|Publication number||US6890612 B2|
|Application number||US 09/899,330|
|Publication date||May 10, 2005|
|Filing date||Jul 5, 2001|
|Priority date||Dec 27, 2000|
|Also published as||CA2432309A1, CA2432309C, CN1284892C, CN1489653A, EP1346092A2, EP1346092B1, US20020081416, WO2002052080A2, WO2002052080A3|
|Publication number||09899330, 899330, US 6890612 B2, US 6890612B2, US-B2-6890612, US6890612 B2, US6890612B2|
|Original Assignee||Albany International Techniweave, Inc.|
|Export Citation||BiBTeX, EndNote, RefMan|
|Patent Citations (24), Non-Patent Citations (2), Referenced by (7), Classifications (33), Legal Events (4)|
|External Links: USPTO, USPTO Assignment, Espacenet|
This application is a continuation-in-part of U.S. Ser. No. 09/796,942 filed Mar. 1, 2001, now allowed, entitled “Reinforced Article and Method of Making” which is a continuation-in-part of U.S. Ser. No. 09/749,318, filed Dec. 27, 2000, now U.S. Pat. No. 6,733,862, entitled “Reinforced Article and Method of Making” the disclosures of which are incorporated herein by reference
The present invention relates to a substrate which is formed into a three dimensional article.
Fiber reinforced composite structures enjoy the benefit of being lightweight while providing mechanical advantages such as strength. However, in many applications, molded plastic, wood or metal structures are preferred due to the cost involved, since they are relatively easy to fabricate. Often times however, articles, such as package or storing crates, are prone to damage due to the rough handling involved or are limited in their stacking ability due to weight and strength considerations. While fiber reinforced composite structures would be more desirable, the expense involved in making a somewhat complex three dimensional (3D) structure is a consideration.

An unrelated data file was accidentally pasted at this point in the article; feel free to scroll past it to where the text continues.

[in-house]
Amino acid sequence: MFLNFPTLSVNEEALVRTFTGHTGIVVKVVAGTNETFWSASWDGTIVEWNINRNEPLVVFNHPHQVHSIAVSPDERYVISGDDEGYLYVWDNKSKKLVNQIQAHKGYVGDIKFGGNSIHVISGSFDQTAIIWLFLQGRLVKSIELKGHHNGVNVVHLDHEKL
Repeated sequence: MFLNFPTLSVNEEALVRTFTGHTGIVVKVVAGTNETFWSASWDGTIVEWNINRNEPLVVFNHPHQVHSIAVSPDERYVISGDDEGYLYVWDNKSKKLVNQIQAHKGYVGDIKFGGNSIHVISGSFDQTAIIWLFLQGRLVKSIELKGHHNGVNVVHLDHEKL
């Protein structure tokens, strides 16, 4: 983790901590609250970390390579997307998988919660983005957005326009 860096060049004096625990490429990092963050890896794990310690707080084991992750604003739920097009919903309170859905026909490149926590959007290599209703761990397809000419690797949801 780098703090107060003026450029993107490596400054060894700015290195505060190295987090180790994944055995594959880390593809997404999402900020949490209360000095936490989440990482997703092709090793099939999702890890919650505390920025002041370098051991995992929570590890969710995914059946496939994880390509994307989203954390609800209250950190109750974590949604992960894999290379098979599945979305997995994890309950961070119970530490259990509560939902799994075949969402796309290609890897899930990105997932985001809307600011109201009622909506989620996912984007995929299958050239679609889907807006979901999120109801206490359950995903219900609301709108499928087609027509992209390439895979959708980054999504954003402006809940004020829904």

This is because composite structures start off typically with a woven flat substrate of fibers. The substrate then has to be shaped into the form of the article which is then coated with a resin and thermoformed or cured in the desired shape. This may be readily done for relatively flat or smooth surfaces. However, for angled surfaces such as at the junction of the sides, corners and bottoms of a box or crate, cutting or darting is required. This is somewhat labor intensive and adds to the cost of manufacture. For things typically considered to be inexpensive, for example a packaging crate, the added expense may outweigh the benefits of it being reinforced.
While woven 3D structures may be woven by specialized machines, the expense involved is considerable and rarely is it desirable to have a weaving machine dedicated to creating a simple structure.
In addition to creating 3-D structures made out of fiber reinforcement, it is also desirable to make 3-D structures out of 2-D sheet material which may be sheet metal, plastic, cloth, paper, cardboard, etc.
Accordingly, while three dimensional articles, reinforced or otherwise, are desirable in many applications, there exists a need to reduce the cost involved in the method of their manufacture. By doing so it may also allow for their relative mass production and wide spread application.
It is therefore a principal object of the invention to minimize or eliminate the need to cut and dart sheets of material for 3D structures.
It is a further object as part of this to simplify the manufacture of such structures and reduce the labor requirement.